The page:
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hzx4742

how to select general psychology programs?

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I'm going to apply about 10 research-oriented master general psychology programs. but i found there are so many meet my demands and i can meet requirements of them all. I'm a foreign student having little knowledge about universities in U.S. Nor do faculties in my department. How can I select 10 programs from so many choices? What i want to know is: are there any simple processes can eliminate most of them so I can evaluate the rest carefully?

Thanks in advance for your help!

Edited by hzx4742

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Depending on whether this is for PhD or Masters programs, that can vary a bit. I would say things to consider are: faculty research interests, style of teaching (apprentice-ship or collaborative?), funding availability, rate of publication. It depends on what is valuable to you. I personally would use faculty interests as my main filter.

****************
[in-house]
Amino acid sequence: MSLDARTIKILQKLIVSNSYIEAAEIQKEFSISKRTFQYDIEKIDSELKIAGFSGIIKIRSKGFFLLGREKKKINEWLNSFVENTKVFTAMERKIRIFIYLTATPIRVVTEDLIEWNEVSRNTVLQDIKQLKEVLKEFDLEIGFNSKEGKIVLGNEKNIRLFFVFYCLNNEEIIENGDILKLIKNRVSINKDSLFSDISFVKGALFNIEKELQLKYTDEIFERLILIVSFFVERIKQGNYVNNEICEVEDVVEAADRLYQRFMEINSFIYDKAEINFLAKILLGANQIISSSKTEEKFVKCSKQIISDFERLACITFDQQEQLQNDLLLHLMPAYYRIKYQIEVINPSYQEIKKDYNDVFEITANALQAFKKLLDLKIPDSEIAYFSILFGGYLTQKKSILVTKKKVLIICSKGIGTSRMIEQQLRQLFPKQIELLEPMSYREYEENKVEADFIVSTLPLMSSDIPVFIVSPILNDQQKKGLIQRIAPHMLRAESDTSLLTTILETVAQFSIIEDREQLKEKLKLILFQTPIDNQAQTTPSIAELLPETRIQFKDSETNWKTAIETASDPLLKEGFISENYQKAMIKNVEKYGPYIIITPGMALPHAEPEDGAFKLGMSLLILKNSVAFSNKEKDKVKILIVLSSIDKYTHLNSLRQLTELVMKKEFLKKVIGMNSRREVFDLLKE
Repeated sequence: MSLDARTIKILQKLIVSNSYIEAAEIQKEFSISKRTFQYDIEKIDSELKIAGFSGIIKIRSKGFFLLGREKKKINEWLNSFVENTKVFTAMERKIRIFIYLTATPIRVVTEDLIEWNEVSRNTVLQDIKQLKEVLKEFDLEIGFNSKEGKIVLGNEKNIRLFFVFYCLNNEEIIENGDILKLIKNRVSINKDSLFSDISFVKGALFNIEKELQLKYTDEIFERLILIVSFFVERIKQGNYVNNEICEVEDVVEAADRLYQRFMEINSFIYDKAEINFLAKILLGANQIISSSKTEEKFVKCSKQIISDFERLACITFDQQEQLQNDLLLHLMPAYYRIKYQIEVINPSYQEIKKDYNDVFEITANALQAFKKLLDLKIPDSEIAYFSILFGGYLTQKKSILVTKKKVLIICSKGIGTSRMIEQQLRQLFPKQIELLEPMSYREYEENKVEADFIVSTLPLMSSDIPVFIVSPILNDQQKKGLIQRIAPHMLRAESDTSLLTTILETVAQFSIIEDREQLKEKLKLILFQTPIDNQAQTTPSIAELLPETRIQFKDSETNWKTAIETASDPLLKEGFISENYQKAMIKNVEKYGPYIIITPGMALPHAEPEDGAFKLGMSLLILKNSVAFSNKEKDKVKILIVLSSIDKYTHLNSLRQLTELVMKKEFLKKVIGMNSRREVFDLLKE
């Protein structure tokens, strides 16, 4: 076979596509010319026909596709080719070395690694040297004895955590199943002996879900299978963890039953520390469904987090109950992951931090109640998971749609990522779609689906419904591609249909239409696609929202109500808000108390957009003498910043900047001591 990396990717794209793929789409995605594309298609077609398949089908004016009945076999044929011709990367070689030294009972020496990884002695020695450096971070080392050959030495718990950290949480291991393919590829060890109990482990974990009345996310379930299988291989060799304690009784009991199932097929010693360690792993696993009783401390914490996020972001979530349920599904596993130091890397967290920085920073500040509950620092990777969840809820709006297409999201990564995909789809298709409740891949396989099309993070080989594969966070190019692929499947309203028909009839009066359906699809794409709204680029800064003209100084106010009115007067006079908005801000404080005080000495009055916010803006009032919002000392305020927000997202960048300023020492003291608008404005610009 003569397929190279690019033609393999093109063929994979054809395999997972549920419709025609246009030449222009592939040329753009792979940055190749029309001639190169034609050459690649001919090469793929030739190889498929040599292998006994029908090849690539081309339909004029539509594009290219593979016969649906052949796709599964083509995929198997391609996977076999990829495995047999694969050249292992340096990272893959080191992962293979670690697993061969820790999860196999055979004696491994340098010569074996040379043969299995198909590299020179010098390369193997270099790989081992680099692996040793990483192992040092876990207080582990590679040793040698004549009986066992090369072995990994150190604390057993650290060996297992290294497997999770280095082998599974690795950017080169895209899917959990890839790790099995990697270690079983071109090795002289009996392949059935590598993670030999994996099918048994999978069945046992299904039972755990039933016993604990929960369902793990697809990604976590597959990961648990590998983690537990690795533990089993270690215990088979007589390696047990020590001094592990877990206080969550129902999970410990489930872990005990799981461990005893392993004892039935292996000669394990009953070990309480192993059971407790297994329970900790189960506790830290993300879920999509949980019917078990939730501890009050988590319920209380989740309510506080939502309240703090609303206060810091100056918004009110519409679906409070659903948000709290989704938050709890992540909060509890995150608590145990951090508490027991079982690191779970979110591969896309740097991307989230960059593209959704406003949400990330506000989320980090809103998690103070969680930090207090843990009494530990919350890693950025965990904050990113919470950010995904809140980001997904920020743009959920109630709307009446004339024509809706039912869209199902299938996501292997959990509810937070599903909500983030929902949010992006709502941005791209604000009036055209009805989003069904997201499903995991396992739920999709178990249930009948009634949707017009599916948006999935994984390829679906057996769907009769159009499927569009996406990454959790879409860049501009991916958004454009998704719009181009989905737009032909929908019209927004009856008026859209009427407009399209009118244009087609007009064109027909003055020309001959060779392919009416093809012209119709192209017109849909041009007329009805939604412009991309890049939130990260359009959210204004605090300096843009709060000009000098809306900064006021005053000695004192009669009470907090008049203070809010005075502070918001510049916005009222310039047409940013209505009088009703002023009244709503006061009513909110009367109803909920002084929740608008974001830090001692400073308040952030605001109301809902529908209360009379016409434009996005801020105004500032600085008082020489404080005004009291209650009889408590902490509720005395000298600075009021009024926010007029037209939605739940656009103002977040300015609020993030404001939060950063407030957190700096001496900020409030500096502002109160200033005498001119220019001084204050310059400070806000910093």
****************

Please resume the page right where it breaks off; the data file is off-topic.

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Sorry i forgot to mention, I'll apply masters, and regard it as a step for applying phd in the future. I know the filters you talke about, but these will spend a lot of time.. it is impossible for me to investigate these kinds of information of each of these about 50-80 programs...how can i eliminate the majority of them so i can investigate their faculty interests, rate of publication,ect...

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I'd look at the ones affiliated with nicely ranked graduate psychology departments. I do know that William and Mary's program is quite good as is Wake Forest's.

Edited by Quant_Liz_Lemon

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I'd look at the ones affiliated with nicely ranked graduate psychology departments. I do know that William and Mary's program is quite good as is Wake Forest's.

I think this is a good idea as well. But for most of the programs, I cannot find their departments in the rankings.